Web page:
The other interesting aspect of the last two weeks has been a mystery rash that sprang out of Benjamin's skin the Saturday before we left Yanuca.  At nap time, I noticed a tiny blister that I rubbed away absentmindedly with my finger.  By the end of his nap, it had grown to about 1/2", and he also had one developing on his nose and a couple on his neck.  Over the next few days, he grew to look more and more like some kind of leper: the blisters were kind of like Chicken Pox, but there was no fever and no listlessness.  No one at Likuri had any idea what we were dealing with, so we just kept him comfortable (he was cranky, but full of energy and running around) and put as much ointment on his spots as we could manage.  The nurse here at Musket Cove told us that she thought it was chicken pox, but it wasn't until we ran into a Canadian retired doctor in the grocery store (a friend of our friends on SV Red), that we found out that he had Bullous Impetigo, which of course is quite contagious.  Yikes!  Thankfully, twice-daily baths and regular applications of ointments, lotions, and essential oils seem to have knocked it back, and he looks better each day.  We are able to take him out in public now without stopping traffic :)  We have generally been keeping him on the boat until after his nap, and then taking him ashore in the dark and keeping him away from other kids as much as possible.

As you know, the maintenance cycle never ends.  This week, Max had helpers as he completed his jobs - Victoria, especially, loves electrical work, so she did the splices and heat shrink when they were fixing a corroded connection to our malfunctioning grey-water sump pump. Once they finished the repair, she drew a schematic of it, and then built her own functioning "bilge alarm" system with components from a Christmas gift set.  When she is not doing electrical work, she is helping with plumbing by applying and tightening hose clamps ("My arms are smaller than yours, Dad" ... this was to fix a leak in our salt water pump) or drawing the 27' boat she will one day build and sail.  While Victoria was building her bilge alarm, Johnathan took a package of Popsicle sticks and built a model bow & arrow.  I am learning a lot about weaponry these days... As for Max, he has also painted our transmission (which did not appreciate the salt water leaking into the engine compartment) and touched up the engine paint, a smelly, but necessary job.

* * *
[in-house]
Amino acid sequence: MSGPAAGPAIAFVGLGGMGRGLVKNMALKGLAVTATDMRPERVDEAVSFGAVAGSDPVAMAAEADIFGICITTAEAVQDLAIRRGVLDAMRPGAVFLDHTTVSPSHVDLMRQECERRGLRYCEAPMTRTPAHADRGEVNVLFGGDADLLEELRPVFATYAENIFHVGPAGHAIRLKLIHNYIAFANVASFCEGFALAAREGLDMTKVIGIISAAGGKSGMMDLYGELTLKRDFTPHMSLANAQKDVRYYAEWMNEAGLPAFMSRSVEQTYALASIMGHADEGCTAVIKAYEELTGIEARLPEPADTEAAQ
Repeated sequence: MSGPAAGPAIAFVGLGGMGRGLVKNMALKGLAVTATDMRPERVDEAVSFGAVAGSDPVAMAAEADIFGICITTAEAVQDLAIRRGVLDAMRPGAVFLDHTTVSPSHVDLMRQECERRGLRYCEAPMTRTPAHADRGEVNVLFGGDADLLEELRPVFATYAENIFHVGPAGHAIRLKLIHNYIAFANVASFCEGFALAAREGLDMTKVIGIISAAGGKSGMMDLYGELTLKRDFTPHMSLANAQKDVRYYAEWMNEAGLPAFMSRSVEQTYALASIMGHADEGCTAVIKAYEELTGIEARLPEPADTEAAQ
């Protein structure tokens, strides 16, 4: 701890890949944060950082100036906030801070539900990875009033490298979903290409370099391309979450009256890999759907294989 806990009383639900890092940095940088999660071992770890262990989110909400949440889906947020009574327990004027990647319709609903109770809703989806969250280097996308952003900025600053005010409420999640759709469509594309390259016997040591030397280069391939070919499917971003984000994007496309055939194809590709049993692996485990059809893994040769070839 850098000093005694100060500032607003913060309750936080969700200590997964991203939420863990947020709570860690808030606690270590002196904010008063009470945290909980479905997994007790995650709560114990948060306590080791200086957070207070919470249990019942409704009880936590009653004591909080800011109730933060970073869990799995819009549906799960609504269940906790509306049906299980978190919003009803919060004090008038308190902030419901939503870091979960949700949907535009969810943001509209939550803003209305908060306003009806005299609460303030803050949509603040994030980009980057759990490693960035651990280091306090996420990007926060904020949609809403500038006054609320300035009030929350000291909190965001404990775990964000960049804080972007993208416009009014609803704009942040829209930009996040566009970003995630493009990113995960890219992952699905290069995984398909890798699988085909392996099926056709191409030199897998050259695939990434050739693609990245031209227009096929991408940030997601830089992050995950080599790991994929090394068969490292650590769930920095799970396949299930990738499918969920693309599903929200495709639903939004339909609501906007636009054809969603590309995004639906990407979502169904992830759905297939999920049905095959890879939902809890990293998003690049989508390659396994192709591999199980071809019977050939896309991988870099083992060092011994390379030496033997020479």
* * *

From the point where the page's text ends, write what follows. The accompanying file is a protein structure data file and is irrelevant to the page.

Victoria helping rewire the grey water tank pump.

and her self-designed high water alarm,

And speaking of water ... we have our Clark pump back from Spectra !  Little details are so nice - proper caps on fittings, spare connectors and everything put together properly.

Testing the water after reinstalling the Clark pump and our new feedpump.  TDS meter showing that the water is excellent - about 200 ppm.

Finally, I have saved the best news for last -- our water maker is back in service!!!  You may remember the struggle we had with the company in NZ, and that we finally mailed our Clark pump back to the US for a manufacturers overhaul.  Well, when Spectra learned of our situation and the frustrations to date, they overhauled and returned our pump at no further cost to us.  They even expedited the work, because they knew we had a baby in cloth diapers on board.  We can't say enough good things about them (and in fact, Max will write something about them and his experience separately).  Max rode with our friend Dave on SV Rewa to Denerau, where he picked up the pump last Monday, and he was able to install it and our brand new feed pump on Tuesday.  By Tuesday evening, we were making water - at a higher capacity and better quality than we have ever seen.  Yeah Spectra! Yeah Max!

The weather in Musket Cove has had winds from all directions since we arrived.  When we got here, the anchorage was really crowded as the NZ-based Island Cruising Association rally was here waiting for a weather window for their trip to Vanuatu.  With a low/tropical depression sitting north of Fiji, this took a while, so we had close quarters anchoring and crazy winds for the first few days.  Things seem to have settled out a bit now, but there is still a bit of a daily dance around the anchor when the strong SE trade winds slack off in the afternoon to be replaced by light northerly breezes for a couple of hours before the trades fill in again.  We have enjoyed watching the 73.3m superyacht Dragonfly sharing the same bay as Fluenta (although they are much closer to the pass than we are!)  We will stay in this area for another week or so (Nautilus and Nirvana are gearing up for Vanuatu soon) and then we will see where the wind takes us next :)


A few larger boats in the neighbourhood ... This a Dragonfly - 210' and $US500,000/week to charter ...

Love to all,

Elizabeth


The Estrellita Air Force buzzes Fluenta

Drinks on Estrellita


A bit crowded ...



Especially when the winds shifts by 180 degrees at 0300. 

Namotu

Heading off for an early morning surf near Namotu 
More dingy surfing

Benjamin gets to try it out - albeit at slower pace ...

Mums can play too.  Liz dingy surfing.

My commute

Heading to Denarau from Namotu.